a. While Petitioner invites this Court to examine his home confinement, Koray outright bars the Court from such an exercise. See United States v. Rome, 384 F. App'x 135, 139 (3d Cir. 2010). In Rome, addressing an inmate's challenges substantively indistinguishable from those at bar, the Court of Appeals pointed out that the holding of Koray was a blanket rule that derived from the policies examined by the Supreme Court and expressly invalidated a district court's resort to the case-by-case approach.

[I]n Reno v. Koray, the Supreme Court held that a defendant is not entitled under 18 U.S.C. § 3585(b) to credit against his sentence for time that he spent in pretrial release at a community treatment center [or home confinement] because a community treatment center [or one's private home] is not "official detention," as § 3585(b) requires. [See] 515 U.S. [at] 56. The Supreme Court overturned [the Third Circuit] decision in the [underlying] case, [see] Koray v. Sizer, 21 F.3d 558, 567 (3d Cir. 1994) ([where the Third Circuit held:] "we conclude that 'official detention' for purposes of credit under 18 U.S.C. § 3585 includes time spent under conditions of jail-type confinement"). In reversing that [underlying] decision, the Supreme Court stated, among other concerns, that determining whether each defendant had been in "'jail-type confinement' would require a fact-intensive inquiry into the circumstances of confinement, an inquiry based on information in the hands of private entities not available to the Bureau as a matter of right." Koray, 515 U.S. at 64. [Here, Petitioner] asks us to examine his personal situation and the specific facts of his time in community confinement, but the Government aptly argues that he thus offers a prime example of the Supreme Court's concern in Koray. . . . [Petitioner's position is without merit because] imprisonment is a sentencing sanction [qualitatively] distinct from community confinement [or from home confinement]. For all of these reasons, we reject [Petitioner]'s . . . argument.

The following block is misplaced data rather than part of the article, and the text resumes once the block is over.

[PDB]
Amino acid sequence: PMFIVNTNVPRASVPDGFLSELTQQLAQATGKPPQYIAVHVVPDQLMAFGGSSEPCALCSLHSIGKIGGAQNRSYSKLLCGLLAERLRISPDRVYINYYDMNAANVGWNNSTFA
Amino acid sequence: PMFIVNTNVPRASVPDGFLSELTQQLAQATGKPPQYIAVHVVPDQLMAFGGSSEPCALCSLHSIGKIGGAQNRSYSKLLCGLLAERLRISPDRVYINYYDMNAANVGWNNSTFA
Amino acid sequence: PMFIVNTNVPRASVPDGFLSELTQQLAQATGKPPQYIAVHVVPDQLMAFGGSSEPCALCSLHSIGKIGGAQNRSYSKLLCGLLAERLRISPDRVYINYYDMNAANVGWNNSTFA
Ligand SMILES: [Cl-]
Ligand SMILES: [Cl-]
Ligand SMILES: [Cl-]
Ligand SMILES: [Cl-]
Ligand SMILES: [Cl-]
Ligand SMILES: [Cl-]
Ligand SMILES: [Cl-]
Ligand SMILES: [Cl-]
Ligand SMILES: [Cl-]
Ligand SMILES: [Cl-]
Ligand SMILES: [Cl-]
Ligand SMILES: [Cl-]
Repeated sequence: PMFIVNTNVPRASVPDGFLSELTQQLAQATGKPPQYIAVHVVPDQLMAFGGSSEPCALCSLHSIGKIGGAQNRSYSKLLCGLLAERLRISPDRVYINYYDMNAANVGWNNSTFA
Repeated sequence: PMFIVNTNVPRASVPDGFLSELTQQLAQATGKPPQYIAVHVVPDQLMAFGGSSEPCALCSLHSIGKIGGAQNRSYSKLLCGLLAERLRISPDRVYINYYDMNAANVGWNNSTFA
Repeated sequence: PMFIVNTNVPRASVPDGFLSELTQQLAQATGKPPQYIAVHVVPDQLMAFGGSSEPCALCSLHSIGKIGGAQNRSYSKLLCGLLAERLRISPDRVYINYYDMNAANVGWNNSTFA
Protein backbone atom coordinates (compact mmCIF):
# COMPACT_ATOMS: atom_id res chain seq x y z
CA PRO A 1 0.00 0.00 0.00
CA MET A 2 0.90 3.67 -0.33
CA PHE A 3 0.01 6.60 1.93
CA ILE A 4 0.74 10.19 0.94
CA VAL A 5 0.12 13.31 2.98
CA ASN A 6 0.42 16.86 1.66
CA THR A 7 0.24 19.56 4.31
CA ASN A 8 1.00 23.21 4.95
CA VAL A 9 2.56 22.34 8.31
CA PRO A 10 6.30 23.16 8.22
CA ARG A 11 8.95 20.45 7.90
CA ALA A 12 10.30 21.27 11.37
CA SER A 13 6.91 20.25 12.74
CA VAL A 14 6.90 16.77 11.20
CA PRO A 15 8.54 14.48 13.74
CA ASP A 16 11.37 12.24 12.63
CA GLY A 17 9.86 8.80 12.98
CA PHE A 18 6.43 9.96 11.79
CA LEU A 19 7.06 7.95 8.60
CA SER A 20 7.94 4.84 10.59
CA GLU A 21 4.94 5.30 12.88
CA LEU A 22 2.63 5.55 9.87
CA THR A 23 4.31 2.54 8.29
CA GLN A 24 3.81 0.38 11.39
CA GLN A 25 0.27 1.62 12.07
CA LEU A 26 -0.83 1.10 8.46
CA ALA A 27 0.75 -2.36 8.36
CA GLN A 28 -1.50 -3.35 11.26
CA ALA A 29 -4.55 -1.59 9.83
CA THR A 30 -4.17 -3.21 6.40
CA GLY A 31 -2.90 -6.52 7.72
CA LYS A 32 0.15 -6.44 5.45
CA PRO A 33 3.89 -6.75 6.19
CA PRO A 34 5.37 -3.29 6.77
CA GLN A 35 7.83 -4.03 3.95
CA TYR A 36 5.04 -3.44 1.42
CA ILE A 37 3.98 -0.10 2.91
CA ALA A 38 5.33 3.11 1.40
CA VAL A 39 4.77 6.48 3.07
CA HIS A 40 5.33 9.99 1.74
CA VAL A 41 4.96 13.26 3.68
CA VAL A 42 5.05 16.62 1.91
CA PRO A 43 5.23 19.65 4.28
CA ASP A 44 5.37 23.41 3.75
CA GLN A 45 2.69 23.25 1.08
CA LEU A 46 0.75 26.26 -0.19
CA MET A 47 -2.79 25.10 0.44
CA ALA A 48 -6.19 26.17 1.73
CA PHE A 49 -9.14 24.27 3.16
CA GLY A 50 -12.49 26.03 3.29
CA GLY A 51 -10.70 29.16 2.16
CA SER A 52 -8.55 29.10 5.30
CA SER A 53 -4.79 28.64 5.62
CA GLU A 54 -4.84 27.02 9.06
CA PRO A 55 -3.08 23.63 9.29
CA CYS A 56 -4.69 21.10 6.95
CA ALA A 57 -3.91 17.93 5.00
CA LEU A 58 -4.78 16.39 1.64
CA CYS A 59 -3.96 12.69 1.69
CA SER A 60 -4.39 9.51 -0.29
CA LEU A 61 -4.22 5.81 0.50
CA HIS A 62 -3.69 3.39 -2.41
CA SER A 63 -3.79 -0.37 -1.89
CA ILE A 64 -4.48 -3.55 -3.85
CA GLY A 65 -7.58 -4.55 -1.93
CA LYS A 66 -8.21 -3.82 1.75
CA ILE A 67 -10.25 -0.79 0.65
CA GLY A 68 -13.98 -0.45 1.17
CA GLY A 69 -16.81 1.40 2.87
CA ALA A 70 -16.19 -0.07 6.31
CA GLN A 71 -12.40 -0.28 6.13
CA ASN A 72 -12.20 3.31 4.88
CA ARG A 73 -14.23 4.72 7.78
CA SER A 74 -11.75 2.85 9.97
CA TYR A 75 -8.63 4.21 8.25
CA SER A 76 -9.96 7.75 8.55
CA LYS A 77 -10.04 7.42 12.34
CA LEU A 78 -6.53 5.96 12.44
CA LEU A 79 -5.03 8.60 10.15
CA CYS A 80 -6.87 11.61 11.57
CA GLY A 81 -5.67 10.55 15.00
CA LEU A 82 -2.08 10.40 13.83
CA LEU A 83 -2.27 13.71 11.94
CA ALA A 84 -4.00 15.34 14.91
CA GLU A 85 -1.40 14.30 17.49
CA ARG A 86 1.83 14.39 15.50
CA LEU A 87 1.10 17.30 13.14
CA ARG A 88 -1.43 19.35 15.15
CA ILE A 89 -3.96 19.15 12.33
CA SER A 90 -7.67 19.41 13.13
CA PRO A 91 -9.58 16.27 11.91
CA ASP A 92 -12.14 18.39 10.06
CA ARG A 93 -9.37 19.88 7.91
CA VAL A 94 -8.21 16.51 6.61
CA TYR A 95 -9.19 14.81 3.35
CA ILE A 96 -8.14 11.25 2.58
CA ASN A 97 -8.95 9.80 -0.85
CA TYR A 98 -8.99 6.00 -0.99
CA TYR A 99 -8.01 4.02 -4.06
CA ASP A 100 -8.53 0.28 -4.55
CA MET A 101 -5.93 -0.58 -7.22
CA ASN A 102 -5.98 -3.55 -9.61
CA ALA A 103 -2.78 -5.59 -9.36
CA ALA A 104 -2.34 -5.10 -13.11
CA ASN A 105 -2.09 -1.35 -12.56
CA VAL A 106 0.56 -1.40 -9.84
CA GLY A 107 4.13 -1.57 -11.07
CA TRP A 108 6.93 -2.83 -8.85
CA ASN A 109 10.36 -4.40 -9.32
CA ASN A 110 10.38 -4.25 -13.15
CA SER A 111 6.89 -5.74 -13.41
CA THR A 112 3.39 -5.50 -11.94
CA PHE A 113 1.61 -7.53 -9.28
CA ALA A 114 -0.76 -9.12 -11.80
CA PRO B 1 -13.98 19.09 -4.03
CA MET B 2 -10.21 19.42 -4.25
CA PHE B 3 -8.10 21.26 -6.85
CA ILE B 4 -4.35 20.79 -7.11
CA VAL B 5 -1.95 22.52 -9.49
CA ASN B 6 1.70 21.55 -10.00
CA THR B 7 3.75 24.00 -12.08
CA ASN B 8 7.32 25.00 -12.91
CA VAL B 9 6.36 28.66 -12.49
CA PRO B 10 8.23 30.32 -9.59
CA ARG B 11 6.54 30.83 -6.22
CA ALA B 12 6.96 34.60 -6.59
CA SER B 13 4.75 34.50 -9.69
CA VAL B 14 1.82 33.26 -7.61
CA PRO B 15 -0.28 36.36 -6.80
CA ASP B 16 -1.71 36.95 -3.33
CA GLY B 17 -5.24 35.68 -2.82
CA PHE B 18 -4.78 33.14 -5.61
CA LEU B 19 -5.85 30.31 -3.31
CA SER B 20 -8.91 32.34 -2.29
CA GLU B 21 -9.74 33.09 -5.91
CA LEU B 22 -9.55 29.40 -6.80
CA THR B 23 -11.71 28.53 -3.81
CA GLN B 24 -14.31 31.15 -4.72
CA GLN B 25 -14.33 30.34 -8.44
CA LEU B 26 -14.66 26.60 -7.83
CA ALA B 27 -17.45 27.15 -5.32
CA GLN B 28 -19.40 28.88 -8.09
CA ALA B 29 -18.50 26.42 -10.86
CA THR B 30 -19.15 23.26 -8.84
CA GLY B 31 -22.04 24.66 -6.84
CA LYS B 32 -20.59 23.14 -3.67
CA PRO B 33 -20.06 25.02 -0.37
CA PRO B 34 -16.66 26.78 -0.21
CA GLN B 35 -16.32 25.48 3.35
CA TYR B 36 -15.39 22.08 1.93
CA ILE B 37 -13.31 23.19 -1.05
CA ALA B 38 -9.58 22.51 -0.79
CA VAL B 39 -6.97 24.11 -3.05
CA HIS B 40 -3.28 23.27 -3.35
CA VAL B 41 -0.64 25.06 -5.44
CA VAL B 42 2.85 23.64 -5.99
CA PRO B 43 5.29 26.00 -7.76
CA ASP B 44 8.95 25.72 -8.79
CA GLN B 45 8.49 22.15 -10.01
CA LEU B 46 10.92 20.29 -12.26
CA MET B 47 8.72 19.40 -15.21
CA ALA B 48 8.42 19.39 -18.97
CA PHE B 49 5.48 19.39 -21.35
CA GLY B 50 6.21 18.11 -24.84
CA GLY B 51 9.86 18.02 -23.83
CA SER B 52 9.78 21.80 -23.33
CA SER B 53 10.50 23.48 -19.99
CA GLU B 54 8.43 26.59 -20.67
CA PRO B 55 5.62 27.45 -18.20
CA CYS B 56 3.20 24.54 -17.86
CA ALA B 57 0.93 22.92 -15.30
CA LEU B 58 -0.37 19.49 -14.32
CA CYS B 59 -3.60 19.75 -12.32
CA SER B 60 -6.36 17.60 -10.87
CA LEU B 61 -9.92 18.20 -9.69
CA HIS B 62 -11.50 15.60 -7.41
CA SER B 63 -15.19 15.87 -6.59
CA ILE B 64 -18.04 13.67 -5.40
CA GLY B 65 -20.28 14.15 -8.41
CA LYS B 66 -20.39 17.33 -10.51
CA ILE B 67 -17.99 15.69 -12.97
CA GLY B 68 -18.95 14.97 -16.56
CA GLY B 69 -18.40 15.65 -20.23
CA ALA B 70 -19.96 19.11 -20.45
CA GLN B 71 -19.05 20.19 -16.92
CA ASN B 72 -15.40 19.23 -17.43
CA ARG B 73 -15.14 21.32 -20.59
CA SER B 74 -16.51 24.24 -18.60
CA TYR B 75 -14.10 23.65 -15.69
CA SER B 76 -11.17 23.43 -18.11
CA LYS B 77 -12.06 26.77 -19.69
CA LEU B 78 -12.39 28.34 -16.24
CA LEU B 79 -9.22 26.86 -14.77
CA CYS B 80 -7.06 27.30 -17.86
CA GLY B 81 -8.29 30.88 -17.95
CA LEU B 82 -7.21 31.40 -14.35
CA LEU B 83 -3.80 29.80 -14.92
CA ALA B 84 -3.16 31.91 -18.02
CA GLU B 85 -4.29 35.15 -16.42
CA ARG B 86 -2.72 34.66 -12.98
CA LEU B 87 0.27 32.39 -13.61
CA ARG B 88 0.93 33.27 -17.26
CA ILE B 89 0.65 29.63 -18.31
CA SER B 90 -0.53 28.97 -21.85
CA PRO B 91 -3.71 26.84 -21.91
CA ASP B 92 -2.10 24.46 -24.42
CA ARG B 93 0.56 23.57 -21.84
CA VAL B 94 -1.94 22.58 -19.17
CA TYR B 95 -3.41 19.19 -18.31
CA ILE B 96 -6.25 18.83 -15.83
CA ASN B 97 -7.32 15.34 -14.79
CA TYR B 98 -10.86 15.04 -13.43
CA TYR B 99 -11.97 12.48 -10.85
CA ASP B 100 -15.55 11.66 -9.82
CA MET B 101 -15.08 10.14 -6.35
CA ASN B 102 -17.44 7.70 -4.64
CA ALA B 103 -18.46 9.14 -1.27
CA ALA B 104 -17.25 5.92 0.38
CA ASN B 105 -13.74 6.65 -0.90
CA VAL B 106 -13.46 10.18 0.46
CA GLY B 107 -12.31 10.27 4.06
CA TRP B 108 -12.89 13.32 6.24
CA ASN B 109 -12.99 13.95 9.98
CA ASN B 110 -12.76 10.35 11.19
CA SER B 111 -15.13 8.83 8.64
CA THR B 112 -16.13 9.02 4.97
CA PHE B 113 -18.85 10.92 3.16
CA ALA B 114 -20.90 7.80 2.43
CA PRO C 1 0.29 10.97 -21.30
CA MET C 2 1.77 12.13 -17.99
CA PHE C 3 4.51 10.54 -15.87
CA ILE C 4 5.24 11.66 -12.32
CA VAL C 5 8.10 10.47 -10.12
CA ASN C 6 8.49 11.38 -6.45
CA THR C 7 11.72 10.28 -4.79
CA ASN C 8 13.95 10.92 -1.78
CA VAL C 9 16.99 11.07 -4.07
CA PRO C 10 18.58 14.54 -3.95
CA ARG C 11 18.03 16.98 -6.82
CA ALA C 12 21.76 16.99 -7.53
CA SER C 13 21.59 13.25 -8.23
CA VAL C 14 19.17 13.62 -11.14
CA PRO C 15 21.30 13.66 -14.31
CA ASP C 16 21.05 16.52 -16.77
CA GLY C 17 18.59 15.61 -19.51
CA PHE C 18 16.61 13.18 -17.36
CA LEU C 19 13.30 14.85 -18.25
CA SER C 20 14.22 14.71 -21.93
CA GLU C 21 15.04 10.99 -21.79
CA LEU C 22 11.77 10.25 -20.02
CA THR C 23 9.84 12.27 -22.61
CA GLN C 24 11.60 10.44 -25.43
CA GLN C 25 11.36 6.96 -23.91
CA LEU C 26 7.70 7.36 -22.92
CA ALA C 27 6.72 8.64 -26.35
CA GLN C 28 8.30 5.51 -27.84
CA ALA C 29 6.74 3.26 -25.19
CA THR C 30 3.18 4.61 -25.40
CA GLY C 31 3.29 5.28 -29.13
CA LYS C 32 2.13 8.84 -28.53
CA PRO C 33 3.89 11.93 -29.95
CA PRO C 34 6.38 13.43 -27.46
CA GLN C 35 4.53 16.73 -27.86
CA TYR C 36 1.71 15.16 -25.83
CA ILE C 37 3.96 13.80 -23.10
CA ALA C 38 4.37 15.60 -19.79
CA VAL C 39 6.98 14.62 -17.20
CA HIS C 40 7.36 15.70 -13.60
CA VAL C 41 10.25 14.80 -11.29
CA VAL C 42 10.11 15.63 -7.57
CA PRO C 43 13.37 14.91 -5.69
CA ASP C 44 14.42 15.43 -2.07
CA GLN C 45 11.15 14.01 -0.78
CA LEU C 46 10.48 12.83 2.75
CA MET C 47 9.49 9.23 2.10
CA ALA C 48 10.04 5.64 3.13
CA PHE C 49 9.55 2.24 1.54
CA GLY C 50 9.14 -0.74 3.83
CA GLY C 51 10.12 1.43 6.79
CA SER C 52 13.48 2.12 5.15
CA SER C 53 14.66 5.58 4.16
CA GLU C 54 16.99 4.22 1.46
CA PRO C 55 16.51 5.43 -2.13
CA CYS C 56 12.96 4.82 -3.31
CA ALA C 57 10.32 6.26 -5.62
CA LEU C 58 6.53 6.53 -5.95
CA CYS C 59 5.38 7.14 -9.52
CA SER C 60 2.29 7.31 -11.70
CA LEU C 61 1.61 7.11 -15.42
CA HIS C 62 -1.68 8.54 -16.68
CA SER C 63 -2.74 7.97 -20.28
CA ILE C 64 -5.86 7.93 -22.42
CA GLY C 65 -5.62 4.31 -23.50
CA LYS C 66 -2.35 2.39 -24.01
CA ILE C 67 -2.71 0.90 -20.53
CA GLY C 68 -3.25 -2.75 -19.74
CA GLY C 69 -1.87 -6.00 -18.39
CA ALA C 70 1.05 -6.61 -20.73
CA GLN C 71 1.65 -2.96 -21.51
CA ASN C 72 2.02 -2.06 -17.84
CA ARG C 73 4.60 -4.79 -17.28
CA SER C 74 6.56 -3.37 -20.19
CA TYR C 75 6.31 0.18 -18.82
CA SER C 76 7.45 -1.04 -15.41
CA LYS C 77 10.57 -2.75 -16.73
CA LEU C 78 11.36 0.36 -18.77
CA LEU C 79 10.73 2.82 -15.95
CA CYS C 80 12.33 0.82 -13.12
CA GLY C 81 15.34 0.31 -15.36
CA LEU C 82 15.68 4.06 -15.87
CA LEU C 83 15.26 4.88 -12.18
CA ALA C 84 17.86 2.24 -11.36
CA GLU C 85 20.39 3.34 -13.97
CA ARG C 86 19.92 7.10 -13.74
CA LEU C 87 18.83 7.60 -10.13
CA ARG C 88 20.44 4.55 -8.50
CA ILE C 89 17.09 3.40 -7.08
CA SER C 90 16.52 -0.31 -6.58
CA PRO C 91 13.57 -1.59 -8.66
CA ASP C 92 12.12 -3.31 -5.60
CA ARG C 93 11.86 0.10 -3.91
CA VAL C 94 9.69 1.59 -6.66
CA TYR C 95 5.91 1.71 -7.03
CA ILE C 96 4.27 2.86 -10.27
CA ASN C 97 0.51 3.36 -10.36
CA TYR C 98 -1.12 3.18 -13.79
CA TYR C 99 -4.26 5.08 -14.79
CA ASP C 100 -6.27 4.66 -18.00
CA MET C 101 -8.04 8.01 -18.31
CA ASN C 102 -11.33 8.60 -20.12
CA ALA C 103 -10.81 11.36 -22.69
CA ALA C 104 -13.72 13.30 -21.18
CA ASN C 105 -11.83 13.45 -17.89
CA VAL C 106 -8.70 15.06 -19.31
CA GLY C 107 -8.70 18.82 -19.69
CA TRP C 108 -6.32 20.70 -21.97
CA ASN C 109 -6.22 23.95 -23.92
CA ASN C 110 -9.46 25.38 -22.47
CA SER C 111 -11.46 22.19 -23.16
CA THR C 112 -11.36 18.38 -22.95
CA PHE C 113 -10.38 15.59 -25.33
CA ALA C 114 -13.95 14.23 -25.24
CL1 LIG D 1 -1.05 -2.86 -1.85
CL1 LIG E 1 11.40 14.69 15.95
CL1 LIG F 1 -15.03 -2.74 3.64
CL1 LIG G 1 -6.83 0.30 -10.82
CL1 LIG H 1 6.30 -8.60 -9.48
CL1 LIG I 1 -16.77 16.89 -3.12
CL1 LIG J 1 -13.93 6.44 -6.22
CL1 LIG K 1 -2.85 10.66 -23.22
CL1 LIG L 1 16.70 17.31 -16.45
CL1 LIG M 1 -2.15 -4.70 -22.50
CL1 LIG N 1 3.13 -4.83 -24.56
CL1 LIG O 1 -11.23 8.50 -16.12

Rome, 384 F. App'x at 139-40. Therefore, Petitioner's position that the BOP incorrectly applied Koray to Petitioner's request for credit on the basis of his pretrial home detention is wholly without merit.

b. Petitioner's reliance on Londono-Cardona only highlights the shortcomings of Petitioner's position. Londono-Cardona (a decision issued by the District of Puerto Rico in 1991, that is, four years prior to the Supreme Court's ruling in Koray) was immediately and expressly disavowed by the United States Court of Appeals for the First Circuit, i.e., the circuit court having appellate jurisdiction over the District of Puerto Rico. See United States v. Zackular, 945 F.2d 423, 425 n.2 (1st Cir. 1991) ("[One] district court in this circuit has held, with respect to a pretrial detainee, that time spent under house arrest, wearing an electronic bracelet, counts as official detention under section 3585. See United States v. Londono-Cardona, 759 F. Supp. 60, 63 (D.P.R. 1991). We think the case was wrongly decided"). ...